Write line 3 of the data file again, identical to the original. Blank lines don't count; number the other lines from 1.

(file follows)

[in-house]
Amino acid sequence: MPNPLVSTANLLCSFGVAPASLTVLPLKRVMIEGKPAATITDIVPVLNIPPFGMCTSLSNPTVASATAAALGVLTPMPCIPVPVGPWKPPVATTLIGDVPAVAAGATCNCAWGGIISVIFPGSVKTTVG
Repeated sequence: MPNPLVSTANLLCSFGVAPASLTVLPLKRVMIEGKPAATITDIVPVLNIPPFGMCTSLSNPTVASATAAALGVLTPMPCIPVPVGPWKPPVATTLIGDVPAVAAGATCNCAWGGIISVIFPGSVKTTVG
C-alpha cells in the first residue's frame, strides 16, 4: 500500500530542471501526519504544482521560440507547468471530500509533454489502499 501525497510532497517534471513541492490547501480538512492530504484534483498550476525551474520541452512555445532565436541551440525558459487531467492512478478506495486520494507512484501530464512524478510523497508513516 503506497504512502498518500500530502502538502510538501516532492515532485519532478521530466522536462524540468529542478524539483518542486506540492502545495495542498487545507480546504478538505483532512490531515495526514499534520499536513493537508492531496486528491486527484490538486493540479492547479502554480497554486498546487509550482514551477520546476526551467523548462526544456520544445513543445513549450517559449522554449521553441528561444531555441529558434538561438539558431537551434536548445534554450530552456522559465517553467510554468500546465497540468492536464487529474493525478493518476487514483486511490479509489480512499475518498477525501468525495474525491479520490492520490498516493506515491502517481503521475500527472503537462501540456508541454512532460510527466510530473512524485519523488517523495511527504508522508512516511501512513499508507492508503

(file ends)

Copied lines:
Repeated sequence: MPNPLVSTANLLCSFGVAPASLTVLPLKRVMIEGKPAATITDIVPVLNIPPFGMCTSLSNPTVASATAAALGVLTPMPCIPVPVGPWKPPVATTLIGDVPAVAAGATCNCAWGGIISVIFPGSVKTTVG